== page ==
Perhaps to avoid this conclusion you decide to grant yourself an exception and only require that others pay for their wrongs. Problem solved, right? Wrong! Such a solution would be inconsistent, self-serving, and hypocritical. If you want an exception for yourself, you cannot deny that same privilege to others just because they don’t deserve it. You don’t deserve it either! Similarly, if you want God to grant you unearned forgiveness, then you must also extend that same generosity to others. If you don’t – if you insist that others earn your forgiveness – then God has no choice but to apply the same standard to you. God may be ready, willing, and able to forgive you, but you will be unable to receive His forgiveness because you are still insisting that others earn yours.[3] You can’t have your cake and eat it too.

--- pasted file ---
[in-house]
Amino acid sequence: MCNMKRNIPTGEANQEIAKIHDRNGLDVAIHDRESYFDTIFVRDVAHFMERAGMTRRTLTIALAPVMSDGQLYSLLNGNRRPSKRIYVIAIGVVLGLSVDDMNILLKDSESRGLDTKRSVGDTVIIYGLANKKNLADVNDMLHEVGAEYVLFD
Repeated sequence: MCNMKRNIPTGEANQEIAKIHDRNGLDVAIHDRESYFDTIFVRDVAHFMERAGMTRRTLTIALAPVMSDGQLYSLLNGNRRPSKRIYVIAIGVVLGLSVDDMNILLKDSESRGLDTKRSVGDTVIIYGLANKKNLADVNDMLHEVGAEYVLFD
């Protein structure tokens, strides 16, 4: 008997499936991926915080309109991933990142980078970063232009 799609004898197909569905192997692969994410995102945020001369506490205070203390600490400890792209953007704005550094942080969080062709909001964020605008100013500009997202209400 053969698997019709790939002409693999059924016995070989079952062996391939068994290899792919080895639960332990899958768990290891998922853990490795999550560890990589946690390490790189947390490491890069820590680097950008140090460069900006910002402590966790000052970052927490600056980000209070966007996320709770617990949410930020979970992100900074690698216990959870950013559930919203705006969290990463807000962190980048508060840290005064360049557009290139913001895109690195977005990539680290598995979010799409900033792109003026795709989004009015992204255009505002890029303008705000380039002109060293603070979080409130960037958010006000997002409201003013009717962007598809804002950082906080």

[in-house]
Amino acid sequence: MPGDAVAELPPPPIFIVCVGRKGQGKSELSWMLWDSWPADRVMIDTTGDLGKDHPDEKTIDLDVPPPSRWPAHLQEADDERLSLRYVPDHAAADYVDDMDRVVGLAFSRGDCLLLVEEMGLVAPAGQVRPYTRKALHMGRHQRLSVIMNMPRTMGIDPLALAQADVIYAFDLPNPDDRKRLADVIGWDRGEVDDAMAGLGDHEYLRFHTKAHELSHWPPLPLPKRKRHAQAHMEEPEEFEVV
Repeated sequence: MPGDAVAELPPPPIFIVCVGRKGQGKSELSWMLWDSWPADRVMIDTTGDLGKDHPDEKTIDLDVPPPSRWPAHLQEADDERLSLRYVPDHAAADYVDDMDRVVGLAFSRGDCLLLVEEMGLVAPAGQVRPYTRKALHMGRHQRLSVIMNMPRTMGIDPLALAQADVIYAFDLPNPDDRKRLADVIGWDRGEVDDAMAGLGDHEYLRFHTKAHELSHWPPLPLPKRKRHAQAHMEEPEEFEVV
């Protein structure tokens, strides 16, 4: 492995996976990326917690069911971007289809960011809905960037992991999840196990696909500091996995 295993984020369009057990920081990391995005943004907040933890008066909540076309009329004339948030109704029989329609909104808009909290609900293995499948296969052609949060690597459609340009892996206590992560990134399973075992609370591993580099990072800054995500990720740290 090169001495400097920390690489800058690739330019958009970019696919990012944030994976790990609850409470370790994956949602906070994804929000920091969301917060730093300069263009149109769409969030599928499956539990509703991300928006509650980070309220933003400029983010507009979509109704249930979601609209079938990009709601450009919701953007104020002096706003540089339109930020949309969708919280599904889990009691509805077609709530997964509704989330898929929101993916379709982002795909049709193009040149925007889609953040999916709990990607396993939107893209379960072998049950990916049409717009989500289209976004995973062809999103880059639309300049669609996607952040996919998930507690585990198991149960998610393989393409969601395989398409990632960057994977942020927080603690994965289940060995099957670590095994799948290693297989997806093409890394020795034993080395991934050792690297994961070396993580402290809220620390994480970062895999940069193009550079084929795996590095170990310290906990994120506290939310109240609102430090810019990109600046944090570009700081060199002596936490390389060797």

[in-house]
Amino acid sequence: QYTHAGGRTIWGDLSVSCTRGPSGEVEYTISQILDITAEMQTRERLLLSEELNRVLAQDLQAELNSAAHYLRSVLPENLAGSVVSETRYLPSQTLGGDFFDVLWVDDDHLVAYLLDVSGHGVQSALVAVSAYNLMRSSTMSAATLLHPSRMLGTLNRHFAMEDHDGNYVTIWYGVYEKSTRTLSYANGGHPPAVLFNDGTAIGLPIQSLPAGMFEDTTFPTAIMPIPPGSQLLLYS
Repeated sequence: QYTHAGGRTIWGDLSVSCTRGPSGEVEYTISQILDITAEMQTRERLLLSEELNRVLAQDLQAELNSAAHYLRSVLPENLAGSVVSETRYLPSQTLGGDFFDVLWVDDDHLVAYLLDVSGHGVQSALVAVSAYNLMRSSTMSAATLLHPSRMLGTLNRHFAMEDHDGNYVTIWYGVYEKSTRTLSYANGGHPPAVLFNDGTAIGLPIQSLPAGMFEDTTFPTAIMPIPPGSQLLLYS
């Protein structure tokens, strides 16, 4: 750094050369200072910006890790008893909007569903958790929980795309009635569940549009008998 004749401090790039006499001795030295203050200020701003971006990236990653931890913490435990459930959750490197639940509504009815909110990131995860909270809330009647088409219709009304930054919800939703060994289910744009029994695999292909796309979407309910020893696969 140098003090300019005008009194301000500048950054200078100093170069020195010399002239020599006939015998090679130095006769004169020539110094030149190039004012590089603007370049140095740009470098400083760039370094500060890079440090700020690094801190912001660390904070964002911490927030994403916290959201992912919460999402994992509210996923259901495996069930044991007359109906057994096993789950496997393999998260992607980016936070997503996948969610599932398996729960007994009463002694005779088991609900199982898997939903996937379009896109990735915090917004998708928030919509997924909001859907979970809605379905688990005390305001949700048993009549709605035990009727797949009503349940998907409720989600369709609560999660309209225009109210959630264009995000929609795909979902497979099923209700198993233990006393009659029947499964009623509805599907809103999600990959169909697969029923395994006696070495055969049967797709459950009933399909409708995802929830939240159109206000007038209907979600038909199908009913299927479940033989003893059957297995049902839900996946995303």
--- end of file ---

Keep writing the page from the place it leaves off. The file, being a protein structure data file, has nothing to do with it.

If my interpretation of the Lord’s Prayer is correct, it follows that we cannot expect to be forgiven by God if we persist in holding grudges. By receiving God’s unearned forgiveness, we are obliged to give up on the law of payback and extent the same generosity to others, despite the fact that they deserve otherwise.

With that said, we need to keep God’s love and mercy in perspective too. He knows that forgiveness is hard work. He knows that it takes time and that human forgiveness is rarely perfect in this life. We need His power and His people to work through these things, and He is not threatening to withhold salvation from someone just because they struggle to pray the Lord’s Prayer. Yet, this prayer is a stark reminder that God’s generosity cuts both way: if you want it for yourself, you can’t deny it of others.

[1] CS Lewis, “Forgiving and Excusing,” The Christian Way. Ed Walter Hooper. (London Harper Collins, 1992), p.76.

[2] By the way, our Bibles should really have called this “the Disciples Prayer” since they are the ones who are supposed to be praying it! But alas, I shall not break with tradition on this point.

[3] See the parable of the unmerciful servant in Matthew 18:12-35.